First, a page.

Why Director Steven Spielberg Got A Lot Of Criticism For The Color Purple

You know that feeling of watching someone ice skate for the first time? Or when a little kid finally tries riding their bicycle without training wheels? That's sort of the feeling I get watching Steven Spielberg's movie adaptation of "The Color Purple."

Make no mistake: Spielberg's 1985 film version of Alice Walker's 1982 Pulitzer Prize-winning novel of the same name, which he directed from a script by his eventual "Indiana Jones and the Last Crusade" co-writer Menno Meyjes, is quite lovely to look at; it's a Spielberg picture so that much goes without saying. Whoopi Goldberg is similarly splendid as the grown-up Celie Harris-Johnson, a queer Black woman living in early 20th-century Georgia who endures horrific abuse at the hands of the men in her life yet finds kindness, support, and love from the Black women around her (and not just platonic love, either — more on that to come).

It's not that Spielberg had never tackled a "serious" adult movie before that, either. He'd done that as far back as his second feature film (and the first he made specifically for a theatrical release), 1974's "The Sugarland Express," and even his early blockbusters "Jaws" and "Close Encounters of the Third Kind" offset their awe-inspiring action and spectacle with grounded drama. It's also clear that Stevie Boy saw "The Color Purple" as his answer to his idol John Ford's "The Grapes of Wrath," which was a fine approach to take to translating Walker's unvarnished portrayal of historical life among rural Black Southerners to the big screen.

Be that as it may, "The Color Purple" doesn't feel like the handiwork of a director with an entirely firm grip on the steering wheel. Perhaps it was because, on some level, Spielberg was aware that this wasn't exactly his story to tell.

Spielberg was criticized by Black directors for The Color Purple

The history of who has gotten to tell which stories, and how they've told them, in Hollywood is long enough to fill (and no doubt has filled) several books. To this day, marginalized filmmakers — which encompasses anyone who isn't a white, straight, cisgender man — still aren't afforded equal opportunities to tell stories about either themselves or anything else for that matter. This isn't something that people have only just started talking about in the 21st century either. As Spielberg told Entertainment Weekly in 2011, this was a widely discussed issue when he made "The Color Purple" (and long before that too):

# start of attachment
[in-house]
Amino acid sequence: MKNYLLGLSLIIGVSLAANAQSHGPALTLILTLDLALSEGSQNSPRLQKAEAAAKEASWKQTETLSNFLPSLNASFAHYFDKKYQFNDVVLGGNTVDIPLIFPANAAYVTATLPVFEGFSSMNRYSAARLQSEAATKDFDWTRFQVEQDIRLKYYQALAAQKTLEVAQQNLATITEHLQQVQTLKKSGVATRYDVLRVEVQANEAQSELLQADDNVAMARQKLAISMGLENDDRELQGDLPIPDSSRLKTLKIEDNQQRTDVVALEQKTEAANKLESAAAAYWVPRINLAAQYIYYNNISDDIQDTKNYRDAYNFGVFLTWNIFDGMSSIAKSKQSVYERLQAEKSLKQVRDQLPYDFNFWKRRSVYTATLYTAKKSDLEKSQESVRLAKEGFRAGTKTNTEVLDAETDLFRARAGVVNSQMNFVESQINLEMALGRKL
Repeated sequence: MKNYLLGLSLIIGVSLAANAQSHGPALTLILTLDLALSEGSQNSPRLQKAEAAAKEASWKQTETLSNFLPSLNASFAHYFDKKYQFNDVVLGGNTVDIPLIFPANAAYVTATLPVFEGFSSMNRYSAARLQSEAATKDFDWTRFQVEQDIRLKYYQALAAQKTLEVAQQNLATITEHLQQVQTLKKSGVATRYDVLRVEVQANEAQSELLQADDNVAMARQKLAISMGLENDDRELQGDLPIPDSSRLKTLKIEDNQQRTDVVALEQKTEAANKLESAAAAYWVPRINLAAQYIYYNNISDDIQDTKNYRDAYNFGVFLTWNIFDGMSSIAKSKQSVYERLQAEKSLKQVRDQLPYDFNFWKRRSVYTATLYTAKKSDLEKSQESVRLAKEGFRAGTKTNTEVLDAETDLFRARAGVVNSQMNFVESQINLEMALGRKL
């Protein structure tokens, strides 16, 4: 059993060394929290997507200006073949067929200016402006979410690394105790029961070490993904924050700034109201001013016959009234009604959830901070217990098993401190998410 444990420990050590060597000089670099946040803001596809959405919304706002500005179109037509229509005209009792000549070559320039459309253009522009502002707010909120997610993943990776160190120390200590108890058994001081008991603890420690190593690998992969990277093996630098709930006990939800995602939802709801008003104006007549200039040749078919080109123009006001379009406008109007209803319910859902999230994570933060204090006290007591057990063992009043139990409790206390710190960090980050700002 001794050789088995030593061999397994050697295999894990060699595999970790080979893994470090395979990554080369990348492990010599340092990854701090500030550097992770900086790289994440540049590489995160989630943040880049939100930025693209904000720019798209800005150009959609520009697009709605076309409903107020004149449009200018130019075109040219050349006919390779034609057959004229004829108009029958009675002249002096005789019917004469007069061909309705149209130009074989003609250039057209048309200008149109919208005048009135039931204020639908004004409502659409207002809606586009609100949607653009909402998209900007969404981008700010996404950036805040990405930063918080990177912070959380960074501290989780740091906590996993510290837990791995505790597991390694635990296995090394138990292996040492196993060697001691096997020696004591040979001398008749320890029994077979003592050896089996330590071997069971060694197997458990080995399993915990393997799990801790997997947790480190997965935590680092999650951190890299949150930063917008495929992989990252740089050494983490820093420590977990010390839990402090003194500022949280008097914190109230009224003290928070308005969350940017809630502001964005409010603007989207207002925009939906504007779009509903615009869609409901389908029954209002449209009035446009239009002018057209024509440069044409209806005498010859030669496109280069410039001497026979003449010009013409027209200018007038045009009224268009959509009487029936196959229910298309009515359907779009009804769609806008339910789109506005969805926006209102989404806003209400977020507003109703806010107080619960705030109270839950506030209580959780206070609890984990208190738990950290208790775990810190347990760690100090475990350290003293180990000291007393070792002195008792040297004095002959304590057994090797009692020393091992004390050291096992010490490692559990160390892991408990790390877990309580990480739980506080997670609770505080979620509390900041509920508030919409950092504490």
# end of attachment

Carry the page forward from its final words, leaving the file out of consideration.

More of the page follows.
"Most of the criticism came from directors that felt that we had overlooked them and that it should have been a Black director telling a Black story. That was the main criticism.[...]"

It's worth remembering these Black directors were (justifiably) arguing that Spielberg shouldn't be the one to helm the film, and not, per se, that he couldn't do an okay job. Just watching "The Color Purple," though, Spielberg's direction doesn't come across as all that assured or confident to me. His instinct seems to be handling the dark subject matter (domestic abuse, misogynoir, racism) like he's making an old-school Disney animated melodrama, which clashes tonally with the moments that he plays in a rawer and grittier fashion.

Not that I'm saying anything new. "The other criticism was that I had softened the book. I have always copped to that," Spielberg told EW, arguing that Walker was often present during filming and "could have always stepped forward to say, 'You know, this is too Disney. This is not the way I envisioned the scene going down.'" We'll unpack that in a moment, but first, let's talk about one particular element that Spielberg admitted he did get wrong.

Spielberg has admitted he didn't get Shug and Celie's romance right

Were you surprised to see "The Color Purple" on /News's list of the greatest queer movies you didn't realize were queer? A lot of people didn't understand Celie's connection with the singer Shug Avery (Margaret Avery) was meant to be romantic when the film first came out, and even to this day, people struggle to fully grasp the implications of the scene where the two gently lock lips. Where Walker's novel makes the pair's relationship explicitly sexual, Spielberg admitted he "didn't feel [he] could get a [PG-13] rating" like he wanted if he followed suit. He added:

"And I was shy about it. In that sense, perhaps I was the wrong director to acquit some of the more sexually honest encounters between Shug and Celie because I did soften those. I basically took something that was extremely erotic and very intentional, and I reduced it to a simple kiss. I got a lot of criticism for that."

Walker may have not voiced her concerns about moments like this during filming, but I suspect that's only because she'd already accepted that this was the only way her book was even going to be adapted at all (to mention nothing of the power dynamic between a Black woman and a venerated white filmmaker 40 years ago). As for Spielberg, "The Color Purple" emboldened him to continue taking on darker and more challenging stories without softening them, paving the way for his arguably underrated "Empire of the Sun" and his most powerful work on "Schindler's List" and "Munich."

"The Color Purple," for better or worse, walked (and, more often than not, stumbled along) so those films could run.